It started in high school. My Uncle Bob used to ask me what my five year plan was every Christmas. He meant well, trying to help me figure out what it was I wanted to do, but I never had a good answer. I knew I wanted to go to college. I knew I wanted to write. When or where was always fuzzy. I guess I lacked the ability to pretend that life has the ability to be planned out five years in advance. I definitely tried.
The master plan was never really something we openly discussed at the dining room table at home. My parents were supportive of everything but my dad definitely made sure to instill in me an importance of supporting myself in whatever direction I ended up heading. At times, it was hard being a broke college student, but I am so incredibly grateful for the struggle because it helped me figure out how to take care of myself.
What are your plans? I've had some sort of plan since I could hold a pencil. I thrived in event planning during my grad school years. I obsessed over party details every gathering we decided to have. Plans, for me, have always been fun to dream up and organize but the reality was that they always, overwhelmingly, went another way. I have never had the natural flexibility to "go with it" and be "okay" with plans shifting.
I reached this place when I chose to give up teaching: it was a new place that required faith in the unplanned plan. There wasn't really a day that I symbolically threw my day planner in the fire, but somewhere in that career change, I decided to trust a life not thought out. It was terrifying at first, but with a little practice, I got good at it. Integrating improvisation in your life is good, but applying it to the "master (un)plan" is on another level.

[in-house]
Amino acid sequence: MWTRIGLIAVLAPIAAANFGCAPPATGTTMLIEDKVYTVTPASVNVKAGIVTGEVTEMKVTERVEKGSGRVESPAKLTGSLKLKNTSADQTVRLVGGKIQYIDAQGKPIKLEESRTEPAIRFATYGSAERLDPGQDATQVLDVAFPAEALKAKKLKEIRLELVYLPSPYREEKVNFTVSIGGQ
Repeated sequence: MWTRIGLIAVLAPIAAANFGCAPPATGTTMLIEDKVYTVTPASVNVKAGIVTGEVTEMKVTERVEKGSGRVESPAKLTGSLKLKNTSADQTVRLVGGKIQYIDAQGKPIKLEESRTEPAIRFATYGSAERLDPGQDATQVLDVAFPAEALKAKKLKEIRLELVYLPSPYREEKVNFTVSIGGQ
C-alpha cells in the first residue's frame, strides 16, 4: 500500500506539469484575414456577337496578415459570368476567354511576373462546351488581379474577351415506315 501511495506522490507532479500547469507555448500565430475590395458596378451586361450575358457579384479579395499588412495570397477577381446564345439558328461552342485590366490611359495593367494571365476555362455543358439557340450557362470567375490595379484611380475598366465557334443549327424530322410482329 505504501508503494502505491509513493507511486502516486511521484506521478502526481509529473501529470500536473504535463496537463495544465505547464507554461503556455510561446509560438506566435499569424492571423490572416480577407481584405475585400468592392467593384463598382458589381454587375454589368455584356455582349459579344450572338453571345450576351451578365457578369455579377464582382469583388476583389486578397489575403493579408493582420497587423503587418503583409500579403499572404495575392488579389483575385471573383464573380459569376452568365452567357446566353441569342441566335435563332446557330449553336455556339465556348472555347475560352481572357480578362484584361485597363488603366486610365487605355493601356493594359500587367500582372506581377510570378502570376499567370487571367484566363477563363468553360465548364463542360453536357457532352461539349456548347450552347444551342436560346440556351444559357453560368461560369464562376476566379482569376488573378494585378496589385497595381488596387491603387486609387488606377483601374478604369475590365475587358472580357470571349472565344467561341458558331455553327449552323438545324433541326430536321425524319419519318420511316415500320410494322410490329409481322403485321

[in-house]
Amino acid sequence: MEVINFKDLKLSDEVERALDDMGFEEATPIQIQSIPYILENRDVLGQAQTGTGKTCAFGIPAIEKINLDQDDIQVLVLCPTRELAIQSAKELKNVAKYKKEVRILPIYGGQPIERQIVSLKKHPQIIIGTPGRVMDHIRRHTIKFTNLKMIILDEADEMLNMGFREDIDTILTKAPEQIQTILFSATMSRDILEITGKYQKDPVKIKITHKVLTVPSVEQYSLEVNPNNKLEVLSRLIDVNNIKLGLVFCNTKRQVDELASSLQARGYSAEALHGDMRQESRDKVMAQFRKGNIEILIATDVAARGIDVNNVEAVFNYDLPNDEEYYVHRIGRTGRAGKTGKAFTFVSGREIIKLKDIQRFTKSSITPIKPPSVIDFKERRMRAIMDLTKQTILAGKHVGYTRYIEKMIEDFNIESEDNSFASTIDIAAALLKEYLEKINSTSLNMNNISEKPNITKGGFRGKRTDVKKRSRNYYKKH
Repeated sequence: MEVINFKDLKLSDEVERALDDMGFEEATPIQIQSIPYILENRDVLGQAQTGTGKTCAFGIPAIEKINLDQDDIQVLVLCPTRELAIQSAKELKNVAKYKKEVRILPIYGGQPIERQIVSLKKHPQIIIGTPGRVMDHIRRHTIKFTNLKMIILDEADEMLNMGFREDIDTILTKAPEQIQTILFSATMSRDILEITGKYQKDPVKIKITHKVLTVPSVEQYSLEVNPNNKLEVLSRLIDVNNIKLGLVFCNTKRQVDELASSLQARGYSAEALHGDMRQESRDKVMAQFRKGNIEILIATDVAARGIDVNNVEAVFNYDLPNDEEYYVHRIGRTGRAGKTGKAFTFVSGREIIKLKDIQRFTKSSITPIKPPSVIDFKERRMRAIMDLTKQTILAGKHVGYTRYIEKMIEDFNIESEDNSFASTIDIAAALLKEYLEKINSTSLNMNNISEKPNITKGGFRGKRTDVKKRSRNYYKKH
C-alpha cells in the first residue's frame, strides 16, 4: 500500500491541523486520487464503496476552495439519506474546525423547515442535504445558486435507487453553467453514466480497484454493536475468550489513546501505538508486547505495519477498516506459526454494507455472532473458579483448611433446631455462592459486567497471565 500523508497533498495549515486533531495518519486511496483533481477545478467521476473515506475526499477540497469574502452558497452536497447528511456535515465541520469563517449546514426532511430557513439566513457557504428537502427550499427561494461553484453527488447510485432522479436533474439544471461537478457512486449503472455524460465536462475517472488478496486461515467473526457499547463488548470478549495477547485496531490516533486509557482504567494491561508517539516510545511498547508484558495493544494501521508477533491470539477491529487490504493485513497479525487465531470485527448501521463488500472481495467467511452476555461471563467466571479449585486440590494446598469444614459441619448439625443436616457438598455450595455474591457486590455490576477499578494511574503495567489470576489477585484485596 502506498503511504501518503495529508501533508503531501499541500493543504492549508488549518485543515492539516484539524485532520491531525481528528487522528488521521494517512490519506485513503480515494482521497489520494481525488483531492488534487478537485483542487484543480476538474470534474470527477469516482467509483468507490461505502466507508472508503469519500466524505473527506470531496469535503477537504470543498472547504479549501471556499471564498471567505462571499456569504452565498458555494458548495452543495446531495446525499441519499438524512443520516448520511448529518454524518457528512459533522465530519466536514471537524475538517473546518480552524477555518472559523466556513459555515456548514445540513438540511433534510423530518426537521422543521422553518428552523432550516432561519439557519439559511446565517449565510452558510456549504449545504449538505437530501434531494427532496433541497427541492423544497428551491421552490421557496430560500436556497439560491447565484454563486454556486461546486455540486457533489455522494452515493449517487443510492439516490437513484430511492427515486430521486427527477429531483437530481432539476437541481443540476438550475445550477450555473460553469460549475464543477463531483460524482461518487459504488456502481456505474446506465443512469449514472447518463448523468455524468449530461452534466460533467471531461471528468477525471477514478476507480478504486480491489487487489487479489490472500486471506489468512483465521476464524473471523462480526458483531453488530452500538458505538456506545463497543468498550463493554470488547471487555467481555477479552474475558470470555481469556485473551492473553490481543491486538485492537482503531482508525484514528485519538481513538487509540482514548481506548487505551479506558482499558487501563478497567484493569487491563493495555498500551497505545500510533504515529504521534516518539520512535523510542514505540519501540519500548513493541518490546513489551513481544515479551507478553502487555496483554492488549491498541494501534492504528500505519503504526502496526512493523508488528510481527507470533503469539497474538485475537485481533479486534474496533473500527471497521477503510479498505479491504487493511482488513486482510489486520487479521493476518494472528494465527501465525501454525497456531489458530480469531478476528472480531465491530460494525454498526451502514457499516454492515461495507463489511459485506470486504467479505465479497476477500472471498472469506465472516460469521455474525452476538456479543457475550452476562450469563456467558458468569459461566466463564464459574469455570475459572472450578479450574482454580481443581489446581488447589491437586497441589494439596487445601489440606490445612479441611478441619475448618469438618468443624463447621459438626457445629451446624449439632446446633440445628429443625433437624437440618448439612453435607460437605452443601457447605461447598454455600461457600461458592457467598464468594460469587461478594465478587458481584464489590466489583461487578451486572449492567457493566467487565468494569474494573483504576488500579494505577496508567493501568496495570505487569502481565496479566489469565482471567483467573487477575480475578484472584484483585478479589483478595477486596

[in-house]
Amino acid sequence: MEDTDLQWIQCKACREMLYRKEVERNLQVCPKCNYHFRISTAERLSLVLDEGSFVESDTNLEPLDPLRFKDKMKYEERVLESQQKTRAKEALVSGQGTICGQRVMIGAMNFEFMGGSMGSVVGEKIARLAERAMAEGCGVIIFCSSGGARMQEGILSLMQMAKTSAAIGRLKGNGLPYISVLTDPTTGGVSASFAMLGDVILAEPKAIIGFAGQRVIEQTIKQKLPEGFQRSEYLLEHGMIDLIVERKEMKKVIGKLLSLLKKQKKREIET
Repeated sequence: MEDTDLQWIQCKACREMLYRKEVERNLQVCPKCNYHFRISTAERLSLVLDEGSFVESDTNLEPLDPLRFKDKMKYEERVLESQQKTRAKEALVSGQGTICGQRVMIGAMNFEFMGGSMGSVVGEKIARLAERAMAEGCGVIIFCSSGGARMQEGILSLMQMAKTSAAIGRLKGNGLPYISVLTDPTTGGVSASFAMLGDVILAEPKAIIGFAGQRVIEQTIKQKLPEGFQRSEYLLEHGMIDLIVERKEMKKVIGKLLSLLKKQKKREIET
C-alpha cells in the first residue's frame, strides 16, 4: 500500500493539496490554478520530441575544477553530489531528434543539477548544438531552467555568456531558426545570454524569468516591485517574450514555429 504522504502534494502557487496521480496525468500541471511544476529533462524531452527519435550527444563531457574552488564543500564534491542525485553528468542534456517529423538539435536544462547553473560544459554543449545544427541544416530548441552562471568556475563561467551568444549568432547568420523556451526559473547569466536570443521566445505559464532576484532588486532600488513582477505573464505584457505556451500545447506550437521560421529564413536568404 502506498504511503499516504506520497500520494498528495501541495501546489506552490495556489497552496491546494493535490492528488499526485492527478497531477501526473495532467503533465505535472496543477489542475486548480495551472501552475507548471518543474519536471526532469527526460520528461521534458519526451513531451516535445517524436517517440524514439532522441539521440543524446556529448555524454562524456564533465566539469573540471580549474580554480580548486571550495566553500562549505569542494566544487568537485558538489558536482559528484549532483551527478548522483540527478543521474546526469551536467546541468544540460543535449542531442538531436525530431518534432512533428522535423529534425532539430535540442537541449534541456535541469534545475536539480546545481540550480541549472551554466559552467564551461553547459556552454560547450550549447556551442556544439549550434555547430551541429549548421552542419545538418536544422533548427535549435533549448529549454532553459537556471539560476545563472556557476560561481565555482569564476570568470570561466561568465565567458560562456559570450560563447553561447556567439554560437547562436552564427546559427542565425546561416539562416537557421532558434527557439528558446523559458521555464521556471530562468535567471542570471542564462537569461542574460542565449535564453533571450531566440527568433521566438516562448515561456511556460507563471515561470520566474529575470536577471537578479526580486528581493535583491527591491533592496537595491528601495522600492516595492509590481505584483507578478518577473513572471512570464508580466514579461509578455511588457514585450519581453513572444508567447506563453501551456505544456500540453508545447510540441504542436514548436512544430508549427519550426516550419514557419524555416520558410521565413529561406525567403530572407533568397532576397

What are my plans? I don't know. At all. I've been conditioned to believe that this is wrong or lazy or devoid of direction. I'm "unfocused." But I choose to think of it as something I've never allowed myself to do: not know. My life-long planing gave me a false sense of control and direction. I have manipulated every decision in my life by planning years in advance. It led me to burn out in a career that didn't match my life.
I don't have parameters for what I'm going to do when I leave here, or even really know what the next job or place to live will look like. I know what I don't want and I know what I'm good at and I know what I enjoy. But other than that, it's pretty blank. And I think that's okay. I am practicing being comfortable in the unknown. It's the hardest thing I've ever done. This is also the happiest I've ever been.
Some people think moving away and not knowing anyone is the scariest thing in the world. To me, being alone with your thoughts used to be really scary. Now I can't get enough. I have so much I want to do: read, write, run, hike, yoga, bake, cook, organize, create. I can't wait when lunch comes around and I get to sit in the swing behind the office and write. I can't wait to take the evening run with myself and the trail and daydreams.
Things are shifting. Fall is near and that's always been a starting over point. Change is happening, however slow it needs to happen. I will never forget where I'm from and never stop missing the people that love me and support me. But for right now, I need patience: to dream, to wander, to grow, to be alone. I am learning how to stay present and really get to the bottom of what I want. I think this will lead to me recognizing the "what" when it comes around and leaving the rest alone.
My plans don't have anything to do with how I make my money or where I live. My plans are making the most of every single day by getting outside and doing what I love. My focus is how I can improve, how I can make time for what makes me happy. And I never want that to change.
What are your plans?